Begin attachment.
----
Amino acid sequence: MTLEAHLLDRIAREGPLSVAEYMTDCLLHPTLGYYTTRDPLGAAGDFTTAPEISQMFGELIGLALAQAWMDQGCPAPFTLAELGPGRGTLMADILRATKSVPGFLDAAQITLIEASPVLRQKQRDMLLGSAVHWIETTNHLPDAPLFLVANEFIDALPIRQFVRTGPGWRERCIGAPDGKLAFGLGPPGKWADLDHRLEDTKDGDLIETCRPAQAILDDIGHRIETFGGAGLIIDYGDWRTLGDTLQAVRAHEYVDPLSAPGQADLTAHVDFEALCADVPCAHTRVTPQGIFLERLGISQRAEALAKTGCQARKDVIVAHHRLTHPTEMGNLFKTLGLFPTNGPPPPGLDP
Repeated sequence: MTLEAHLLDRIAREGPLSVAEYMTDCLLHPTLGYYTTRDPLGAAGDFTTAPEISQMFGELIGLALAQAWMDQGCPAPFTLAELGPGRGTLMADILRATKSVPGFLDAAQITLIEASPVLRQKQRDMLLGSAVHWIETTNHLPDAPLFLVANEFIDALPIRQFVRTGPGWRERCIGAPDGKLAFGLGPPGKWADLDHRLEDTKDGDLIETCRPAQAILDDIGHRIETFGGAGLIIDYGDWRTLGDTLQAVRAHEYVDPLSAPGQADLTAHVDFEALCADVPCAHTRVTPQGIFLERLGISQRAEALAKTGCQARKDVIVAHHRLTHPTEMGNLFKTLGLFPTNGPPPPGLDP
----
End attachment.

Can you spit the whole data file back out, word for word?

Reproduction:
Amino acid sequence: MTLEAHLLDRIAREGPLSVAEYMTDCLLHPTLGYYTTRDPLGAAGDFTTAPEISQMFGELIGLALAQAWMDQGCPAPFTLAELGPGRGTLMADILRATKSVPGFLDAAQITLIEASPVLRQKQRDMLLGSAVHWIETTNHLPDAPLFLVANEFIDALPIRQFVRTGPGWRERCIGAPDGKLAFGLGPPGKWADLDHRLEDTKDGDLIETCRPAQAILDDIGHRIETFGGAGLIIDYGDWRTLGDTLQAVRAHEYVDPLSAPGQADLTAHVDFEALCADVPCAHTRVTPQGIFLERLGISQRAEALAKTGCQARKDVIVAHHRLTHPTEMGNLFKTLGLFPTNGPPPPGLDP
Repeated sequence: MTLEAHLLDRIAREGPLSVAEYMTDCLLHPTLGYYTTRDPLGAAGDFTTAPEISQMFGELIGLALAQAWMDQGCPAPFTLAELGPGRGTLMADILRATKSVPGFLDAAQITLIEASPVLRQKQRDMLLGSAVHWIETTNHLPDAPLFLVANEFIDALPIRQFVRTGPGWRERCIGAPDGKLAFGLGPPGKWADLDHRLEDTKDGDLIETCRPAQAILDDIGHRIETFGGAGLIIDYGDWRTLGDTLQAVRAHEYVDPLSAPGQADLTAHVDFEALCADVPCAHTRVTPQGIFLERLGISQRAEALAKTGCQARKDVIVAHHRLTHPTEMGNLFKTLGLFPTNGPPPPGLDP